Use a cast-iron skillet to achieve an even more delicious exterior on these flaky biscuits

Lightly snappy on the outside, layers of creamy cloud on the inside. Biscuits.

Published September 17, 2019 3:00PM (EDT)

Flaky Biscuits (Skyhorse Publishing)
Flaky Biscuits (Skyhorse Publishing)

Excerpted with permission from The Quintessential Cast Iron Cookbook: 100 One-Pan Recipes to Make the Most of Your Skillet by Howie Southworth and Greg Matza. Copyright 2019 by Skyhorse Publishing, Inc.

Howie Southworth and Greg Matza are the bestselling authors behind Kiss My Casserole: 100 Mouthwatering Recipes Inspired By Ovens Around the World, and Chinese Street Food: Small Bites, Classic Recipes, and Harrowing Tales Across the Middle Kingdom. The dynamic duo first formed their creative partnership over twenty-five years ago during college, working at a summer camp on the University of California campus in Santa Barbara. Their early collaborations included ill-fated double-dates, harrowing road trips, and epic themed dinner parties, which continue to this day. Here in The Quintessential Cast Iron Cookbook, they will enlighten you as to what makes a cast-iron skillet so lovable, how it’s the king of the kitchen, and why if your kitchen had just one pan, one single tool to accomplish any cooking concoction of which you dare to dream—it should be a cast iron skillet.


Biscuits. What can one say? To me, it’s become critical to use a cast-iron skillet to make these biscuits. Especially since most of them will rise along the sides of the skillet and that contact makes for an even more delicious crispy exterior! Lightly snappy on the outside, layers of creamy cloud on the inside. Biscuits.



RECIPE: Crispy, Flaky Biscuits 

TOTAL TIME: 35 minutes 

EQUIPMENT: 12-inch skillet

SERVES: 8–12


  • 3 cups all-purpose flour 
  • 4 tsp baking powder 
  • 1 tsp baking soda 
  • 1½ Tbsp sugar 
  • 1 tsp salt 
  • ¾ cup unsalted butter, cold, cut into ¼-inch cubes 
  • 1¼ cups buttermilk 
  • 2 Tbsp extra virgin olive oil

Preheat oven to 400°F. In a large mixing bowl, whisk together the flour, baking soda, baking powder, sugar, and salt. Add the butter cubes and incorporate into the flour mixture with a pastry cutter or squeeze with your fingertips until the pieces of butter are consistently smaller than peas. Add the buttermilk and quickly mix well with your hands, until dough forms. This whole mixing process should be completed as fast as possible—at most 2 minutes—in order to avoid melting all the butter.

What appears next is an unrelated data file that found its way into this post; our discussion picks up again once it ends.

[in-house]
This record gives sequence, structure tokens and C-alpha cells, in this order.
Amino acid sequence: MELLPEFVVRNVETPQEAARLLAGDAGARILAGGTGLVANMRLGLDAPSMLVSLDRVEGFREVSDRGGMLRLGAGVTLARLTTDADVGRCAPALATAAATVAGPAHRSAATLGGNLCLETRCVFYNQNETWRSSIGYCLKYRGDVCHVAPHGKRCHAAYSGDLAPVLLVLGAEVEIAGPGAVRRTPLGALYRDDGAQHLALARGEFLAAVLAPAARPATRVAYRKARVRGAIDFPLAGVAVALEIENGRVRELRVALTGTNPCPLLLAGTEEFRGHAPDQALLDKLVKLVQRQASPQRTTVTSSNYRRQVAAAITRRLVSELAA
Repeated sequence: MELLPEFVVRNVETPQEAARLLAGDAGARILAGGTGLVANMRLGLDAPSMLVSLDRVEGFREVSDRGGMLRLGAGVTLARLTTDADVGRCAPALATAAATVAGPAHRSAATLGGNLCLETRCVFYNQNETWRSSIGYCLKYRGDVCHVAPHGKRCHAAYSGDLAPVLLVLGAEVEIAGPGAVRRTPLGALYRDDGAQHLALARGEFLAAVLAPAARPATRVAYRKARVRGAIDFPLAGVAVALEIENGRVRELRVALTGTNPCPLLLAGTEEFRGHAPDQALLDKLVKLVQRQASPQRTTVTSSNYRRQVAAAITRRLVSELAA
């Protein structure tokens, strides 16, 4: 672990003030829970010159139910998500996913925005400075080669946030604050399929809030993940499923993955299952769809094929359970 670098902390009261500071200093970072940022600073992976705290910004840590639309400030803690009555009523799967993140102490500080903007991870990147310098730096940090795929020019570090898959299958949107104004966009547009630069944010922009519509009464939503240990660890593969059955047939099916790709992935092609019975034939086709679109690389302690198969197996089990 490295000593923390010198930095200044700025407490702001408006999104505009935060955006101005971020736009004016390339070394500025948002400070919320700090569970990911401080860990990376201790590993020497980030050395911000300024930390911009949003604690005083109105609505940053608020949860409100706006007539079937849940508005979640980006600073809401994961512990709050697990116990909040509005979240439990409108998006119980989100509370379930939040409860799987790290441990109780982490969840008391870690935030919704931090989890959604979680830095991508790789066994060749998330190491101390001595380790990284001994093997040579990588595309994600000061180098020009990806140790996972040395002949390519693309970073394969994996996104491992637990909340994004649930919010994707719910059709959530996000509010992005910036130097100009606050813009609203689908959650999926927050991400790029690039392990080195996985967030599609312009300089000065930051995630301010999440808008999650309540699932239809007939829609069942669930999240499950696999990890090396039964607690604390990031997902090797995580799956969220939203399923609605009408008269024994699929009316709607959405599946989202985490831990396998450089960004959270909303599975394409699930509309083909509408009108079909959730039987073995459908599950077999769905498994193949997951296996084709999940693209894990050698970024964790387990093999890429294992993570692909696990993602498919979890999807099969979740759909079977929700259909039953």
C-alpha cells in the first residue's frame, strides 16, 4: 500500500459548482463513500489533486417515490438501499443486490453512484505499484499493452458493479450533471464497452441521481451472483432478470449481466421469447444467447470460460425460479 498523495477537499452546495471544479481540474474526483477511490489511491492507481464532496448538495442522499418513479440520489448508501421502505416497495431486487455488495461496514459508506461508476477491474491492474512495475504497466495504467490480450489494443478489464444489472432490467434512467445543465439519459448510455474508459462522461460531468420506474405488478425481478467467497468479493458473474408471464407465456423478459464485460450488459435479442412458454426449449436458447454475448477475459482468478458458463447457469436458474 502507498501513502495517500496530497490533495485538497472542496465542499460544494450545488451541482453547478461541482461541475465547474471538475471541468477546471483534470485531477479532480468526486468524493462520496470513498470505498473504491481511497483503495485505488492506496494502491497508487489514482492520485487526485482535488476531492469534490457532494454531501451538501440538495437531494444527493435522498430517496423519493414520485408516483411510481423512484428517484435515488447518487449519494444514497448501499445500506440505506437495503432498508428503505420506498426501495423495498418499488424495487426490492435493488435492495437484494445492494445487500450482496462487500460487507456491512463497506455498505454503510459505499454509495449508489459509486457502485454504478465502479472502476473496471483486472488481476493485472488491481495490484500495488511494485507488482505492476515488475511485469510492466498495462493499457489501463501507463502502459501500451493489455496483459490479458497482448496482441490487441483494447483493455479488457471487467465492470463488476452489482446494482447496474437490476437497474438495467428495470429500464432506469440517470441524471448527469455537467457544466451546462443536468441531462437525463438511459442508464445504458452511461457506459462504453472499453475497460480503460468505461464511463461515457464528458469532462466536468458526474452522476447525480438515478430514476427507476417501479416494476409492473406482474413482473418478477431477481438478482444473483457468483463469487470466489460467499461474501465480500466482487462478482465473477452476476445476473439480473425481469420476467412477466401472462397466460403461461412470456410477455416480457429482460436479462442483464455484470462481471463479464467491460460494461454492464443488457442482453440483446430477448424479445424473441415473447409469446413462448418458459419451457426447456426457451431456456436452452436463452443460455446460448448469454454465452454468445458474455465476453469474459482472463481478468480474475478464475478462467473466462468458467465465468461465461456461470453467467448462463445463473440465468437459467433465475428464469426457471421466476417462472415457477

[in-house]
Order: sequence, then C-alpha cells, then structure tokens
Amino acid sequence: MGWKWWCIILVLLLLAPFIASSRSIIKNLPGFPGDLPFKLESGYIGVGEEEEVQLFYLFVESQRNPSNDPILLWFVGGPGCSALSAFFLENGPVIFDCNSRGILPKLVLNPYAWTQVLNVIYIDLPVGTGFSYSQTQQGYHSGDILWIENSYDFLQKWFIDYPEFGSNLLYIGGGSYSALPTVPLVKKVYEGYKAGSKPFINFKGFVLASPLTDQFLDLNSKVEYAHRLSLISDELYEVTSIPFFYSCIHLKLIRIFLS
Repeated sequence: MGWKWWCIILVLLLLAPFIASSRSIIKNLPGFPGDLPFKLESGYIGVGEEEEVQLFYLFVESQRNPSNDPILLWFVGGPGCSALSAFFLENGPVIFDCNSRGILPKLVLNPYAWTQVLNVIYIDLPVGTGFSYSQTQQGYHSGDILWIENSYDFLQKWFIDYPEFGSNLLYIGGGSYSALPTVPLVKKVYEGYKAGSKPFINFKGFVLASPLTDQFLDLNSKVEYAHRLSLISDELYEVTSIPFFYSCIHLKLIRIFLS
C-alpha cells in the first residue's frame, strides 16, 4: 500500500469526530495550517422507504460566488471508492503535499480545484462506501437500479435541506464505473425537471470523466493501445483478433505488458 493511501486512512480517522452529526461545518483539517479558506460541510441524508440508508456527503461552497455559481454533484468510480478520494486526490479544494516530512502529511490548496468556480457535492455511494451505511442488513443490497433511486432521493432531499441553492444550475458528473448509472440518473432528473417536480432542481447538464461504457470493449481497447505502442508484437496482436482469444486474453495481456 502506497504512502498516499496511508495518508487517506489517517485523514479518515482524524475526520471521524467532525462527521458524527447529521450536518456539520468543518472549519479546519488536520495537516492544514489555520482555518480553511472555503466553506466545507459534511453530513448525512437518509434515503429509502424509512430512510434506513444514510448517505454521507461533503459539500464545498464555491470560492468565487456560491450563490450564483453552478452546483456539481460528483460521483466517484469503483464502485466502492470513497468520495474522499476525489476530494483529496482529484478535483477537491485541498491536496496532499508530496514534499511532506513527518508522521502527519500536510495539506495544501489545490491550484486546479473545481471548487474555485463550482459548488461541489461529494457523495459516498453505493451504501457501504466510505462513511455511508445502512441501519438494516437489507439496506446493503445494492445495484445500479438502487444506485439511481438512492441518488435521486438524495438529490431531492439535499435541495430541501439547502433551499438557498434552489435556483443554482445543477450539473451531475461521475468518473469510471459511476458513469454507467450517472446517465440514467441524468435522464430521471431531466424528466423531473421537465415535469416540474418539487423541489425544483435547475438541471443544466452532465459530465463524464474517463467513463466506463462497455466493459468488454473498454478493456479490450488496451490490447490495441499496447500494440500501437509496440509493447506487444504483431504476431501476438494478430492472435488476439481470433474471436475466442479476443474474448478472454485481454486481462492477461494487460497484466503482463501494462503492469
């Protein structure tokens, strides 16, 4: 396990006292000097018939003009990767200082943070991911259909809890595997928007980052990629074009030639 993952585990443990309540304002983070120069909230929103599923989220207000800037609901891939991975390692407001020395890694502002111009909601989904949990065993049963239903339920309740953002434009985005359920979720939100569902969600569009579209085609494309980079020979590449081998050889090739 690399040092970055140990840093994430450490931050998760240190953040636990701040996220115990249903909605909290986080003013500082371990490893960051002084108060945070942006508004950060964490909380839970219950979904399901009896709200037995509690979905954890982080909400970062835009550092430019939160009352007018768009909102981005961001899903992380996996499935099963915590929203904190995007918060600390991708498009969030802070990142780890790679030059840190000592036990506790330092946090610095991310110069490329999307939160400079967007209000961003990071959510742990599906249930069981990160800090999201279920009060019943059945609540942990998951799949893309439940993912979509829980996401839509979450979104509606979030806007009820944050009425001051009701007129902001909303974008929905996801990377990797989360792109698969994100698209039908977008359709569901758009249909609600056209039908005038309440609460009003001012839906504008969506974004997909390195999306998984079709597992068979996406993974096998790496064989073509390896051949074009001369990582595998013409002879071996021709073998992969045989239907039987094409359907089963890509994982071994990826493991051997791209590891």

Dust the counter or a board with flour and transfer your dough from the bowl. Dust the top of the dough with more flour and begin to flatten with your hand or a floured rolling pin. Roll the dough until it is ¾-inch thick. Drizzle 1 tablespoon of oil in the skillet. Cut out dough rounds with a 2-inch biscuit cutter or the top of a 2-inch wide glass, and place the dough rounds into the bottom of the skillet, first around the edges, and then the middle. Drizzle remaining tablespoon of oil over the tops of the biscuits. 

Bake until biscuits are starting to brown, about 20–25 minutes. Serve the biscuits warm with mixed berry jam, creamy country gravy, honey, or butter! 

Like this recipe as much as we do? Click here to purchase The Quintessential Cast Iron Cookbook: 100 One-Pan Recipes to Make the Most of Your Skillet.

By Howie Southworth

Howie Southworth is a food author, photographer, and media producer. He is a frequent speaker on education, culture, and cuisine for organizations across the globe. Though Howie has called many delicious destinations home, he and his family currently live in Barcelona, where some very serious food research is underway.

MORE FROM Howie Southworth

By Greg Matza

Greg Matza grew up in Los Angeles, weaned on a diet that stretched from Iran to the Philippines to El Salvador—all within a couple of miles from his home. Greg is currently the proud parent of an eighty-thousand BTU propane burner and a collection of very nice potholders. They all live happily in the San Francisco Bay area.

MORE FROM Greg Matza

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